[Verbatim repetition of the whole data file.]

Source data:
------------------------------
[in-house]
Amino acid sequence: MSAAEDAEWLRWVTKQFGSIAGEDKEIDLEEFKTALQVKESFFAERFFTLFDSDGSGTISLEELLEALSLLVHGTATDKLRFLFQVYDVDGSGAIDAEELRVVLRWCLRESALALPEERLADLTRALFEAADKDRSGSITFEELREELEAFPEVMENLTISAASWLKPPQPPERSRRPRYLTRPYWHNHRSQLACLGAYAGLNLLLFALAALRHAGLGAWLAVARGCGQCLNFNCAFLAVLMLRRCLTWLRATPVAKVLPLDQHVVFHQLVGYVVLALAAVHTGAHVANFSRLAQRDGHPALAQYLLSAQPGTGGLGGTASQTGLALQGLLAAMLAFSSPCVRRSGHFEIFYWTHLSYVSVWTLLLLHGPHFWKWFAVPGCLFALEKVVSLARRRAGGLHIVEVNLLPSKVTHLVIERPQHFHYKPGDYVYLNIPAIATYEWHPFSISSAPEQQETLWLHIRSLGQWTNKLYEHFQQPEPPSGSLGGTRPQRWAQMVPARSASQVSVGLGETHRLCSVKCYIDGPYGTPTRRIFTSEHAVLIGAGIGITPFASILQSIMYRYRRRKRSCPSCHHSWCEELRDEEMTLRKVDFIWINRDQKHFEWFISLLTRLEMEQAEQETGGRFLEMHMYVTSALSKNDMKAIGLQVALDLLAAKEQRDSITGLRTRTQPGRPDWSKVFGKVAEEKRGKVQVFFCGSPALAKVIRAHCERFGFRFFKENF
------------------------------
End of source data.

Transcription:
[in-house]
Amino acid sequence: MSAAEDAEWLRWVTKQFGSIAGEDKEIDLEEFKTALQVKESFFAERFFTLFDSDGSGTISLEELLEALSLLVHGTATDKLRFLFQVYDVDGSGAIDAEELRVVLRWCLRESALALPEERLADLTRALFEAADKDRSGSITFEELREELEAFPEVMENLTISAASWLKPPQPPERSRRPRYLTRPYWHNHRSQLACLGAYAGLNLLLFALAALRHAGLGAWLAVARGCGQCLNFNCAFLAVLMLRRCLTWLRATPVAKVLPLDQHVVFHQLVGYVVLALAAVHTGAHVANFSRLAQRDGHPALAQYLLSAQPGTGGLGGTASQTGLALQGLLAAMLAFSSPCVRRSGHFEIFYWTHLSYVSVWTLLLLHGPHFWKWFAVPGCLFALEKVVSLARRRAGGLHIVEVNLLPSKVTHLVIERPQHFHYKPGDYVYLNIPAIATYEWHPFSISSAPEQQETLWLHIRSLGQWTNKLYEHFQQPEPPSGSLGGTRPQRWAQMVPARSASQVSVGLGETHRLCSVKCYIDGPYGTPTRRIFTSEHAVLIGAGIGITPFASILQSIMYRYRRRKRSCPSCHHSWCEELRDEEMTLRKVDFIWINRDQKHFEWFISLLTRLEMEQAEQETGGRFLEMHMYVTSALSKNDMKAIGLQVALDLLAAKEQRDSITGLRTRTQPGRPDWSKVFGKVAEEKRGKVQVFFCGSPALAKVIRAHCERFGFRFFKENF